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Purpose Fatigue is an important problem in children receiving intensive chemotherapy and hematopoietic stem cell transplantation (HSCT). Exercise may be an effective intervention for fatigue. Individualized yoga represents an ideal intervention because it can be tailored according to an individual child's needs. Little is known about how to structure a standardized yoga program for intensivelytreated children. Therefore, this study describes the development of a yoga program and an approach to monitoring sessions suitable for hospitalized children receiving intensive chemotherapy or HSCT. Methods The yoga program was designed to increase mobility in hospitalized children and to provide children with relaxation techniques that could be used independently in a variety of environments. The program was founded on 4 key tenets: safety, adaptability, environmental flexibility, and appeal to children. We also developed quality and consistency assurance procedures. Results A menu format with a fixed structure was selected for the yoga program. Each yoga session contained up to 6 sections: breathing exercises, warmup exercises, yoga poses, balancing poses, cool-down poses, and final relaxation. Yoga instructors selected specific yoga poses for each session from a predetermined list organized by intensity level (low, moderate, or high). Monitoring procedures were developed using videotaping and multirater adjudication. Conclusion We created a standardized yoga program and an approach to monitoring that are now ready for incorporation in clinical trials. Future work should include the adaptation of the program to different pediatric populations and clinical settings.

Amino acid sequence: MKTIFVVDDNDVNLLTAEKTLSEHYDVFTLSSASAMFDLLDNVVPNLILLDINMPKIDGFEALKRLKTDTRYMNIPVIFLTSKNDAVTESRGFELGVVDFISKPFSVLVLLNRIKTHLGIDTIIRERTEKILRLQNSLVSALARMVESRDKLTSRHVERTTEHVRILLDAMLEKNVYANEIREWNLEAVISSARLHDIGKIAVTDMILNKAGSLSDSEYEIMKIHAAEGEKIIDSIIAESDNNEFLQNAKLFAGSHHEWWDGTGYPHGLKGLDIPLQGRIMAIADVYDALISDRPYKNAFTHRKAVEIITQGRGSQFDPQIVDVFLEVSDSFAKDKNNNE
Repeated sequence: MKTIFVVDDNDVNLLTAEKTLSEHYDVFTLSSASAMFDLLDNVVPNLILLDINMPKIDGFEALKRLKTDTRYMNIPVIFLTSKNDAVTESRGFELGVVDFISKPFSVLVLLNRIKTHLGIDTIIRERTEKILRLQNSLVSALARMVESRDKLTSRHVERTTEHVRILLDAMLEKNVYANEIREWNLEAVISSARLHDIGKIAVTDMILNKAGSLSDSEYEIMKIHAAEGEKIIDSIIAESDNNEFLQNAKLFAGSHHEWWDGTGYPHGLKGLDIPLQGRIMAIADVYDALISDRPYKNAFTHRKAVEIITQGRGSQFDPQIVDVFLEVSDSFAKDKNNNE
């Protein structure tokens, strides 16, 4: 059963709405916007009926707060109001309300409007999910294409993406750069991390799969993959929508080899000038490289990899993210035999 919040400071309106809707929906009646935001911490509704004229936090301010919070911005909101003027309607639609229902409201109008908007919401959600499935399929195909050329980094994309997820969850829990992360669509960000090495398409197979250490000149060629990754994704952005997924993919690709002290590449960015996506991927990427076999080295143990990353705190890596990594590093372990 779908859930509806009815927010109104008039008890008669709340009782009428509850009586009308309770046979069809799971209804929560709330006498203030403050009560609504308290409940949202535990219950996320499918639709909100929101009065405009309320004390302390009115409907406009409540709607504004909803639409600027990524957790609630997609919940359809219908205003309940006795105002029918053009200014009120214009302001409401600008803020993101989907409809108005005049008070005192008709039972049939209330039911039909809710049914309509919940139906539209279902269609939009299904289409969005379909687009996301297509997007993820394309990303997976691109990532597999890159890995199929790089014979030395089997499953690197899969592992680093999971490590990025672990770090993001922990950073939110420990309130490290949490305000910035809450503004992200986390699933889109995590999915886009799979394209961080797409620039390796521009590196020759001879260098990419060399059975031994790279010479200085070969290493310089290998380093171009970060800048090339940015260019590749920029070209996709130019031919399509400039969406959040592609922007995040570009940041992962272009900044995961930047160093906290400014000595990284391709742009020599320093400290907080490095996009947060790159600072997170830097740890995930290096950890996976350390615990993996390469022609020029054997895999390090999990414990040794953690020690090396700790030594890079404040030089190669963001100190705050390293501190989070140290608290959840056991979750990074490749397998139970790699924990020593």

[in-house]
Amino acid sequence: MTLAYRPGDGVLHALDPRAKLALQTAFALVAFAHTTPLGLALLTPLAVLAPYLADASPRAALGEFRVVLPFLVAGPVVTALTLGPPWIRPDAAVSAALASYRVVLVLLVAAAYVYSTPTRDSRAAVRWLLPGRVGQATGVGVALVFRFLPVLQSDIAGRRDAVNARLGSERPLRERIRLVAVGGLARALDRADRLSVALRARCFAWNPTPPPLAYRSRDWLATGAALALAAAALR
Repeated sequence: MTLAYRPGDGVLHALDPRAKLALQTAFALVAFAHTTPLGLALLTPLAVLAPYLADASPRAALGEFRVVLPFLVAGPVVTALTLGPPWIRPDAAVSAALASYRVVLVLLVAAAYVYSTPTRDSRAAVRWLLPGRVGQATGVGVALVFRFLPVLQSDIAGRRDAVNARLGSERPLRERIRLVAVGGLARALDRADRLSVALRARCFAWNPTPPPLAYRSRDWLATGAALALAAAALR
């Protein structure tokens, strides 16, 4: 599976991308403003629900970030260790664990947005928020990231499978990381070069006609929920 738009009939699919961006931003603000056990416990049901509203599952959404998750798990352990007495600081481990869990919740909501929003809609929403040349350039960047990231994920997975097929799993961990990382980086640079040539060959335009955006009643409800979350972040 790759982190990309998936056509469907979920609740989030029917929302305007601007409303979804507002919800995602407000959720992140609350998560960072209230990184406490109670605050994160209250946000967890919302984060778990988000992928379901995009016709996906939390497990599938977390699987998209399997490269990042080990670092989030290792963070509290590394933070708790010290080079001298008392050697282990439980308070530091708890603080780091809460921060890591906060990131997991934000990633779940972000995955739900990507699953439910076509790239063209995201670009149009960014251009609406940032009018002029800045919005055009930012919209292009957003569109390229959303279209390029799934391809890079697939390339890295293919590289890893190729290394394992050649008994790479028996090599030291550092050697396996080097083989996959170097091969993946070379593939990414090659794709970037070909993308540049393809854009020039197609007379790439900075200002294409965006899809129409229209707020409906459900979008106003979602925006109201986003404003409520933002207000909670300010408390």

PURPOSE: To determine whether non-physical activity mind and body practices reduce the severity of fatigue in patients with cancer or hematopoietic stem cell transplant (HSCT) recipients compared to control interventions. METHODS: We included randomized trials which compared non-physical activity mind and body practices compared with control interventions for the management of fatigue in cancer and HSCT patients. RESULTS: Among 55 trials (4975 patients), interventions were acupuncture or acupressure (n=12), mindfulness (n=11), relaxation techniques (n=10), massage (n=6), energy therapy (n=5), energizing yogic breathing (n=3) and others (n=8). When combined, all interventions significantly reduced fatigue severity compared to all controls (standardized mean difference -0.51, 95% confidence interval -0.73 to -0.29). More specifically, mindfulness and relaxation significantly reduced fatigue severity. CONCLUSIONS: Mindfulness and relaxation were effective at reducing fatigue severity in patients with cancer and HSCT recipients. Future studies should evaluate how to translate these findings into clinical practice across different patient groups.

BACKGROUND: Fatigue is an important problem in paediatric cancer patients and yoga may be an effective intervention. The primary objective was to determine the feasibility of individualized yoga for hospitalized children receiving intensive chemotherapy. METHODS: We included English-speaking children and adolescents aged 7-18 years receiving intensive chemotherapy or haematopoietic stem cell transplantation (HSCT). Yoga was conducted three times weekly for three weeks. The primary outcome was feasibility, defined as ability to deliver at least 60% of planned sessions. Secondary outcomes were parent-reported Pediatric Quality of Life Inventory (PedsQL) Multidimensional Fatigue Scale, Fatigue Scale-Parent, PedsQL Generic Core Scales and PedsQL Acute Cancer Module. RESULTS: Between January and October 2013, 11 patients were enrolled. Median age was 14.0 (range 7.7-16.4) years and 6 (55%) were boys. Yoga was feasible with 10/11 participants meeting the threshold for feasibility. The median number of yoga sessions was 9 (range 3-13). No adverse events were attributed to yoga. Mean+/-standard deviation for the day 21 proxy-reported PedsQL general fatigue scores was 55.6+/-15.5. Qualitative comments suggested design changes for future yoga studies. CONCLUSIONS: Individualized yoga is feasible for inpatient children receiving intensive chemotherapy. Future work will include development and conduct of a randomized trial for fatigue amelioration. TRIAL REGISTRATION: NCT02105389.